Should The United Kingdom Withdraw From The European Union?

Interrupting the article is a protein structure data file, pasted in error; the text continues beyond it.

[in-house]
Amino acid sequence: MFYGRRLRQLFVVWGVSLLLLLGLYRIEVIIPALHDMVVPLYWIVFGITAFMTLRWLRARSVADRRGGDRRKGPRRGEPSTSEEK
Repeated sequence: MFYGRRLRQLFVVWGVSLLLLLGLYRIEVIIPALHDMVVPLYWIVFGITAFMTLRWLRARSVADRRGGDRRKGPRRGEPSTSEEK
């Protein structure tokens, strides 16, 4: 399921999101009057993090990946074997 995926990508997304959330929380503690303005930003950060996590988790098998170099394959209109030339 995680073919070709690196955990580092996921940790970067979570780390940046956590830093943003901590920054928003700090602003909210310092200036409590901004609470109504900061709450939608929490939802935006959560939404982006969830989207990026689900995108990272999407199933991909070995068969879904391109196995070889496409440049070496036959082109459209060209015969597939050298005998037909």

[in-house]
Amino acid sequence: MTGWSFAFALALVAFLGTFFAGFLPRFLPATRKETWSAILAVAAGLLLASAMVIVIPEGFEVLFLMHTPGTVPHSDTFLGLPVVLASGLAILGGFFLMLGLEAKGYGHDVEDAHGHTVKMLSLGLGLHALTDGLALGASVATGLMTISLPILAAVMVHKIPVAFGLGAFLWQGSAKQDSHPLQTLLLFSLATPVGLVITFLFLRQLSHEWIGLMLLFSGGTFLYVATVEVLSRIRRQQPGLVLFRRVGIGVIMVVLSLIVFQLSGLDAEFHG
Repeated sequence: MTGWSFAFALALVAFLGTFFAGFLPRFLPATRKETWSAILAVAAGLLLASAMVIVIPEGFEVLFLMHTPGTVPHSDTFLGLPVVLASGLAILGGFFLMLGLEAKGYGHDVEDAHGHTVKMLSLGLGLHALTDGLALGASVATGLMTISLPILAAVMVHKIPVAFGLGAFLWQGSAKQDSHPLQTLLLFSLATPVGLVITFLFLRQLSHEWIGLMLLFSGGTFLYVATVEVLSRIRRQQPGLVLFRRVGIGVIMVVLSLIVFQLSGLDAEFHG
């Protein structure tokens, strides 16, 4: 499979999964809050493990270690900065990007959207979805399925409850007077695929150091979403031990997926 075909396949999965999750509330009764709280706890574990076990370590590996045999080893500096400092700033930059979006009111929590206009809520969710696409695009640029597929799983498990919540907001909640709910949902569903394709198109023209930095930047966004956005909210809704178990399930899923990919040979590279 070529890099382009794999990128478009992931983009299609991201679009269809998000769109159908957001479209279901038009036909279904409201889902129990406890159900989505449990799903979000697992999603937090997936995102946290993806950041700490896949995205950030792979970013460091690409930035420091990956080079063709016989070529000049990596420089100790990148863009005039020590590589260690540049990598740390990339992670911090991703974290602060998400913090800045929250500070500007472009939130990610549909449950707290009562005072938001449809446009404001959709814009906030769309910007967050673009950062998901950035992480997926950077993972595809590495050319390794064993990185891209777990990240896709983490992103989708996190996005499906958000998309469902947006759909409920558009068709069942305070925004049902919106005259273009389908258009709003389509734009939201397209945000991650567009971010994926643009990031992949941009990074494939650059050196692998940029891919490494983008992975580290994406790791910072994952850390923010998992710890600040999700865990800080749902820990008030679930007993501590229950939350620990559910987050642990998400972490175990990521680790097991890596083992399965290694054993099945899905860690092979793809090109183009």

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Should the United Kingdom withdraw from the European Union? The two prevailing opinions regarding the European Union are that the United Kingdom should either withdraw from the EU or renegotiate to give the UK greater independence from it. These views are not in keeping with the increasingly globalised and international nature of society and are based largely on myths and misinformation. Firstly, it must be established exactly why withdrawing from the EU would be a poor decision for the UK to make. This will be accomplished by critically assessing the main arguments for withdrawal in order to remove the gild that the public’s misinformed perception has coated these arguments in, which has led to recent polls finding that a “Vote today would see Britain exiting [the] EU” (Orb International, 2014, cited in Shipman, 2014). One popular criticism of the EU is that the free movement of people has led to “benefit tourism”, whereby immigrants from other EU member states come to Britain “with the sole purpose of accessing a more generous benefit system”, according to Iain Duncan Smith (2011). The supposed cost of this was £2.5bn per year (Little, 2011), which, understandably, caused resentment towards the EU from British taxpayers; after all, their hard-earned income was being taken and given to foreigners who, in their eyes, could not be bothered to work. What the public was not made aware of, however, was that this massive figure was completely unrealistic because it was the
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